COMMENTARY

CheckMate 067 & Melanoma: 'Amazing Progress', But Not Resting on Laurels

Prof James Larkin

Disclosures

September 29, 2019

My name is James Larkin and I'm a medical oncologist at the Royal Marsden Hospital in London.

I presented the 5 year follow-up from the CheckMate 067 study. This is a randomised trial, which started recruiting in 2013 looking at two nivolumab containing arms in comparison with ipilimumab, which at the time was the standard of care.

The first experimental arm was nivolumab alone. And the second experimental arm was the combination of nivolumab and ipilimumab. Today we have 5 year data from the trial and I guess the headline overall is that 52% of patients treated with the combination were still alive at 5 years. And that's on a background in metastatic melanoma of a situation where 10 years ago when I first started treating the disease, there was no effective drug treatment for metastatic or stage 4 melanoma and average life expectancy was 6 to 9 months. So we've come from that situation in the relatively recent past, to a situation today where I can say to my patients in clinic that there may well be a 50:50 chance of being a long-term survivor of the disease with immunotherapy treatment.

Average life expectancy was 6 to 9 months. So we've come from that situation in the relatively recent past, to a situation today where I can say to my patients in clinic that there may well be a 50:50 chance of being a long-term survivor of the disease with immunotherapy treatment.

Did you suspect you'd get such encouraging results when you started the trial?

I think when we started out on this trial 5 years ago, we could see that the drugs were active, and we were seeing sometimes dramatic responses actually, in patients. But I don't think you ever really have any idea at the beginning of a story like this, how things are going to end up. And in many ways it had been, I think, an aspiration for all of us who were working in the field to develop better treatments for melanoma, but I think most of us have been very pleasantly surprised by how much progress there’s been in a relatively short period of time. But, 50% of people still die of this disease, and so I think that the main issue actually moving forward is we need to try and improve on that and develop better still treatments for our patients.

What are the next steps?

I think for this trial, CheckMate 067, we've got 5 year data, there may be further analyses of the data in the future. But if you look at the survival curves, and the progression-free survival curves, they're really quite flat between years 3 and 5. So I don't think we're expecting to see many further events related to melanoma in terms of progression, or death.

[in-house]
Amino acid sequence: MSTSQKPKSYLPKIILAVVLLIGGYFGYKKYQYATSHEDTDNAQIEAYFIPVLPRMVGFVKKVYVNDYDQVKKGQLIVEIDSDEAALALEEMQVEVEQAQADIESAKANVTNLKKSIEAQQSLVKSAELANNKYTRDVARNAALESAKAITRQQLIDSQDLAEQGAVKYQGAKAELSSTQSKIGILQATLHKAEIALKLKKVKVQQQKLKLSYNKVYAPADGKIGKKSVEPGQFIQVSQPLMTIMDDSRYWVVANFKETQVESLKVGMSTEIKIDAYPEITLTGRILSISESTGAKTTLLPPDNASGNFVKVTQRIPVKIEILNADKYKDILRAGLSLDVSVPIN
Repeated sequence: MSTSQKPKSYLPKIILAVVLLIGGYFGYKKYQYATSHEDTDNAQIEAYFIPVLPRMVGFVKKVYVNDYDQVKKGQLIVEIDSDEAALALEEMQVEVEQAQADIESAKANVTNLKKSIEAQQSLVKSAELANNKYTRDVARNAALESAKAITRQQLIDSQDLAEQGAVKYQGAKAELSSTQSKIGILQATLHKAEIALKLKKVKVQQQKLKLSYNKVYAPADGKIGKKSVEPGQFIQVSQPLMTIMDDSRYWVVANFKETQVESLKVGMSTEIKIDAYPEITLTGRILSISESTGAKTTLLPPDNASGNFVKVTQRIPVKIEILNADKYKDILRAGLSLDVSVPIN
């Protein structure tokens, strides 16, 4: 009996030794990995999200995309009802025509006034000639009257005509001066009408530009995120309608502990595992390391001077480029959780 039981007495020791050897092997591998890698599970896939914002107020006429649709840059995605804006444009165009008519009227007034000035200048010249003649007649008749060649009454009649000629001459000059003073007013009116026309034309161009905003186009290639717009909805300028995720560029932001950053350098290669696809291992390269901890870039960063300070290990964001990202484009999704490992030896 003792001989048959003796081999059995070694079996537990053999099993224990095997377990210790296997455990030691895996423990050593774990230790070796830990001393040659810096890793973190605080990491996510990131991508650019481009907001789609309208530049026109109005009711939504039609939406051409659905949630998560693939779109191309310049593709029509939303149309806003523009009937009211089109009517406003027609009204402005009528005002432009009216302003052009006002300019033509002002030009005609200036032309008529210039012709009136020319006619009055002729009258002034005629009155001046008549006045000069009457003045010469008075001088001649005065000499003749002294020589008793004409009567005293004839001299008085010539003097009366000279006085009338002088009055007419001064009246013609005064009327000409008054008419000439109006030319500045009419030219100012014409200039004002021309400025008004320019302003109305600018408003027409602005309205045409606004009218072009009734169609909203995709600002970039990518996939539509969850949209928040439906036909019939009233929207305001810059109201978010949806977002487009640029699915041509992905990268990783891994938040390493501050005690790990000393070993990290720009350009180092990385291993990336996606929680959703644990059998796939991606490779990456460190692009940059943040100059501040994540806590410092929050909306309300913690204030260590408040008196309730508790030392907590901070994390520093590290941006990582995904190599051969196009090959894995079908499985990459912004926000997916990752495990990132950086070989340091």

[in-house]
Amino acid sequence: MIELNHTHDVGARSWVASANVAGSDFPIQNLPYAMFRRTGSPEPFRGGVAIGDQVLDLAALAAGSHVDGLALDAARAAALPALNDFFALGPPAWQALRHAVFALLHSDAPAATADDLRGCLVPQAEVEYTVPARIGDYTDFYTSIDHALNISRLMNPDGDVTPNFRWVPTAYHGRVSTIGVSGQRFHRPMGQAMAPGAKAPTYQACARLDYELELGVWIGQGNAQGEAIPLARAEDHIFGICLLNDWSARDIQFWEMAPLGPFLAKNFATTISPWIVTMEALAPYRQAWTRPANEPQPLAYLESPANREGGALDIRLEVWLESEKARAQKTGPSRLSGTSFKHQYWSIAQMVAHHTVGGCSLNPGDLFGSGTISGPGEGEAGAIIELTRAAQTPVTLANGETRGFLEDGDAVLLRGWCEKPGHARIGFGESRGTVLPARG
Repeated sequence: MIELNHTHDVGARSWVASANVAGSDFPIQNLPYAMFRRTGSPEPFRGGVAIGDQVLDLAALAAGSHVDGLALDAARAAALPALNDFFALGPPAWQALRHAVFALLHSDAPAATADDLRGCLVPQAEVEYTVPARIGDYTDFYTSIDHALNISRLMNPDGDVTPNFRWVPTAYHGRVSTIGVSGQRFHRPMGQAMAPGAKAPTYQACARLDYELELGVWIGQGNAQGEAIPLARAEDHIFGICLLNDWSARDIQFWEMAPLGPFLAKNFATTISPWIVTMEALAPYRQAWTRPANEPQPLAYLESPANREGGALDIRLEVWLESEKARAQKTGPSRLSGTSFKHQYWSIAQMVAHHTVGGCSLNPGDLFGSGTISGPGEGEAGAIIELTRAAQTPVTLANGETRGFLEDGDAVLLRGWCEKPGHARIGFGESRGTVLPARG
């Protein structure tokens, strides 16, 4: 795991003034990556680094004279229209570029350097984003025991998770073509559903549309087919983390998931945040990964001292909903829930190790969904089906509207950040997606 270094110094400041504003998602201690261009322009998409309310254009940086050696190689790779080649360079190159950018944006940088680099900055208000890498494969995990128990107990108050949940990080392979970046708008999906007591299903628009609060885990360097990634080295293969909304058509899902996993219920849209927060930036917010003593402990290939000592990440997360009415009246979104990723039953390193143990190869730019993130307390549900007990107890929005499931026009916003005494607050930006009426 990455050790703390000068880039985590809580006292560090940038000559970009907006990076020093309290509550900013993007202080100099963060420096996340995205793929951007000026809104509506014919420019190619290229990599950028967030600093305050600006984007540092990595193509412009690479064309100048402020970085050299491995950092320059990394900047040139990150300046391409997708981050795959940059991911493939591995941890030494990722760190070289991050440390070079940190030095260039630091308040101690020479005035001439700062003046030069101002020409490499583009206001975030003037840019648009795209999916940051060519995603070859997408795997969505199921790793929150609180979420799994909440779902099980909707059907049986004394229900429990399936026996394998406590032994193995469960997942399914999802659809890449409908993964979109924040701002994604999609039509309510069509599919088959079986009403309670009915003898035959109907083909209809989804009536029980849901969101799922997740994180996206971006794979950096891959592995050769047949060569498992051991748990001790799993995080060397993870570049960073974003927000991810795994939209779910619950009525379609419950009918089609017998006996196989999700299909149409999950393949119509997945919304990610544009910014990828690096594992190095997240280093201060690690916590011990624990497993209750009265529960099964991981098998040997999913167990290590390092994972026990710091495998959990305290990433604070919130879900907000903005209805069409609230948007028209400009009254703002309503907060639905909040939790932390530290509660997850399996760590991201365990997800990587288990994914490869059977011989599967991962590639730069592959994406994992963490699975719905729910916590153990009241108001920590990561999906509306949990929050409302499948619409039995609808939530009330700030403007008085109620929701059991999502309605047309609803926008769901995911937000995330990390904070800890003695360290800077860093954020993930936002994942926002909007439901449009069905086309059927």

And our experience, we've been using IPI as a single agent now for over 10 years, our experience in the clinic is for people who get up to 5 years, it's very unlikely to have further trouble beyond that. So I think in terms of the analysis of this trial, there's probably not too much more to come in the future. I think most of it is going to be about trying to develop treatments that are effective for the people who don't benefit from the existing treatments. And that’s really where our focus in particular, and for colleagues around the world, that's where we're really focusing our efforts at the moment.

Are there clues from the data why some patients don't benefit from the treatments?

No, I think that's one of the great questions, actually, not just in melanoma, but in every tumour type where we see activity for checkpoint inhibitors: kidney cancer, lung cancer, bladder cancer.

It's wonderful to see responses, but do we really understand why patients are responding and not responding? Well, I think in certain areas there's tantalising clues, and some early data, but in melanoma at the moment in the clinic, I'm afraid we just don't really have a good way of selecting a patient for a particular drug treatment strategy. So again, we've made some progress, but there's a lot more still to do.

I think it has been amazing to see this much progress in this short a period of time but I really don't think we should rest on our laurels.

I think we need to continue to put patients into clinical trials. And in the second half, maybe, of my professional life I’d like to get to a place where we're curing a lot more than 50% of people with this disease.

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